‘Discovery and invention can lie very close together.’

If you can’t locate yourself in some sort of narrative or myth, [Kim Mahood] writes, you can’t survive for too long in this country.

I’m currently reading Drusilla Modjeska’s collection of essays, Timepieces. Modjeska is an Australian writer who has blended fiction and nonfiction throughout her work. In this essay collection she reflects on the art of memoir, the desire to write and the play of memory and actuality in writing nonfiction. At least, that’s what she writes about in the essays I’ve read most closely.

One particular idea Modjeska discusses in her essay, ‘Writing Poppy’, is the way memories stay with us. She recalls visiting an English garden she grew up in, years after the publication of Poppy, a fictional autobiography about her mother. There are recollections of this garden in the book, which she didn’t revisit at the time of writing. This would be a typical way for a writer to research their settings — to revisit the place they are trying to accurately portray. But Modjeska notes, ‘The world I created at my desk was no less vivid.’ The memory was in her mind, not in the place. The garden was changed now, its cottage housing different people. ‘It was a husk; emptied of meaning.’ Visiting the garden while writing Poppy may have changed her memory from ‘sun-filled… a safe world of make-believe’ to nostalgia for something lost. And which depiction would have been more true?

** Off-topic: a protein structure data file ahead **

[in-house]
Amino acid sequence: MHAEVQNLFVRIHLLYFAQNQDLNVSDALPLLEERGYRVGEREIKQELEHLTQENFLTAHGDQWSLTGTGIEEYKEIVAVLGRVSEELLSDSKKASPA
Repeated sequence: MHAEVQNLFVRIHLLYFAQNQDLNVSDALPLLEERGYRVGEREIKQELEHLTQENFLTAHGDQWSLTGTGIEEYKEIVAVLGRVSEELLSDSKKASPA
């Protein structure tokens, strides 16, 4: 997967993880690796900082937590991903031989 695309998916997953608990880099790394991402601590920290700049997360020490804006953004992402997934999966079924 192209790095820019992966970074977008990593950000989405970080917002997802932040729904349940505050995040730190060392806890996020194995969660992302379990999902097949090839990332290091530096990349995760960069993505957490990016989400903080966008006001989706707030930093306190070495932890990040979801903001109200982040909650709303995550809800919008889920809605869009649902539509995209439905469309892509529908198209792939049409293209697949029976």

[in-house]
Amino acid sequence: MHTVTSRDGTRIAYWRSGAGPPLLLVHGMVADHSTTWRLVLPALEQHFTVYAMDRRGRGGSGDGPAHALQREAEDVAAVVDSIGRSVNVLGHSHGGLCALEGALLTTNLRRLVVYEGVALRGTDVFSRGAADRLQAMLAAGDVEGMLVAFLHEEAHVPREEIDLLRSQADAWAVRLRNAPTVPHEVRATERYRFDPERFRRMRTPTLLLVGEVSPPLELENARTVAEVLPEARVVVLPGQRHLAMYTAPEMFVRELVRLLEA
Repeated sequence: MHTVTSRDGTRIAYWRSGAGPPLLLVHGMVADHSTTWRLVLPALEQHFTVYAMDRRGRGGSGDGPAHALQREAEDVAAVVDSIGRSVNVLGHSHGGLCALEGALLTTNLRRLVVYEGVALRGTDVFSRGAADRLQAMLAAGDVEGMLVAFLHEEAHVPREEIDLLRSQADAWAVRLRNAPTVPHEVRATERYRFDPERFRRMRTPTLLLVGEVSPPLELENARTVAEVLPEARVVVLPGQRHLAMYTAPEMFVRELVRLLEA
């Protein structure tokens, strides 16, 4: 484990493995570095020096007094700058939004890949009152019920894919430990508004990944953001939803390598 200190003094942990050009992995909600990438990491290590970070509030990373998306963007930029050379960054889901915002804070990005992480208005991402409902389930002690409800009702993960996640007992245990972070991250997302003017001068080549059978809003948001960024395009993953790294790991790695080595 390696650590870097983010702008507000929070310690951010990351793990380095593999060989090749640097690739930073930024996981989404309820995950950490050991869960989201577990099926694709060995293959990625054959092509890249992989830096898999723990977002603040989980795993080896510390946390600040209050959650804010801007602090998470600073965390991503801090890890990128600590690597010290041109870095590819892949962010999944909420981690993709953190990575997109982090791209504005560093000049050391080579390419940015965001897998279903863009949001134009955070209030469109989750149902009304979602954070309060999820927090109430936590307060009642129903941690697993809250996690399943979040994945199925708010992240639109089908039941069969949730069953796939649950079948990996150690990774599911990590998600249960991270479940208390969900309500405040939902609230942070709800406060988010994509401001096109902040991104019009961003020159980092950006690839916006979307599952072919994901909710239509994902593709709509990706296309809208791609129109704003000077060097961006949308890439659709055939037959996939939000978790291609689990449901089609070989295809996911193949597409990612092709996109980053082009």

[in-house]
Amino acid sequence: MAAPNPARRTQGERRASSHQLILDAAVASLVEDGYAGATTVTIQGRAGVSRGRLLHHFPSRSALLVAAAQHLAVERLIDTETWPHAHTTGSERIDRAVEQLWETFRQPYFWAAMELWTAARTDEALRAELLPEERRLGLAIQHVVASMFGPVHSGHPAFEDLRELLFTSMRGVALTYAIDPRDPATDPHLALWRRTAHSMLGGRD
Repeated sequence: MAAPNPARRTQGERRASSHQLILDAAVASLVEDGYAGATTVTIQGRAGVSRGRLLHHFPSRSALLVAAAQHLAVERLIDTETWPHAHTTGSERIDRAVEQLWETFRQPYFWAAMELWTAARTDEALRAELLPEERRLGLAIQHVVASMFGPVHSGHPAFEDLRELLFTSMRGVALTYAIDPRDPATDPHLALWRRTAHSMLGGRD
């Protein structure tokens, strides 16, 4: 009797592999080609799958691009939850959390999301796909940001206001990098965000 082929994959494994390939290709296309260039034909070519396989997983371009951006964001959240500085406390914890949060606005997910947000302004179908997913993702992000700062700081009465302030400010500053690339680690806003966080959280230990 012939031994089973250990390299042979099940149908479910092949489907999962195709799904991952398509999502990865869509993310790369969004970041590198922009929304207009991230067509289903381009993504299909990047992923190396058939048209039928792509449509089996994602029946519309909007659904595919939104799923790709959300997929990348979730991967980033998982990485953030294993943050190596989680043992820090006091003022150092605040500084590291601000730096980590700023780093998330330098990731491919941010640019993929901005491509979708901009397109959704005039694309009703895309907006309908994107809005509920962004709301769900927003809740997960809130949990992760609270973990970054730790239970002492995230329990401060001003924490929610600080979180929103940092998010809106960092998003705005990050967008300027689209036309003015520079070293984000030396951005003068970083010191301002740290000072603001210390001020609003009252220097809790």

Another essay, ‘Memoir Australia’, has my head in a jumble and I’ll have to take some time to think before I can reflect on it articulately, but in the meantime here are some of the lines that I think are worth reading.

‘There are [memoirists] who articulate something in the culture that is pressing to be articulated.’

‘The metaphor of the flawed glass has stood since as a kind of portal for Australian writers entering the exploration of their own subjectivity and its social meanings.’

‘Their experiences of the same creeks were as divided as our history, and as intertwined.’

‘The connections she is making across contested narratives, between ways of thinking and ways of being, and between present and past, need the wide spread of a book.’

‘What [a good memoir] asks for – and what it offers – is movement towards understanding.’

‘As readers of the twenty-first century, we know enough to know how impossible, and how essential that clarity is.’

‘[Memoir] has developed in a paradoxical space between two polarities, between the incapacity to tell its truth and the inability to avoid it.’

‘Anyone who can write can produce the effect of verisimilitude.’

‘A memoir may be full of wishful thinking or fantasy or denial, but these are part of its ‘truth’.’

‘If we think of memoir as a mapping of the mind rather than (or as well as) the recreation of experience, then what we are responding to is the way the voice encompasses the material it works with: fact, fiction, memory, speculation, intervention, testimony, fabrication, retrieval.’


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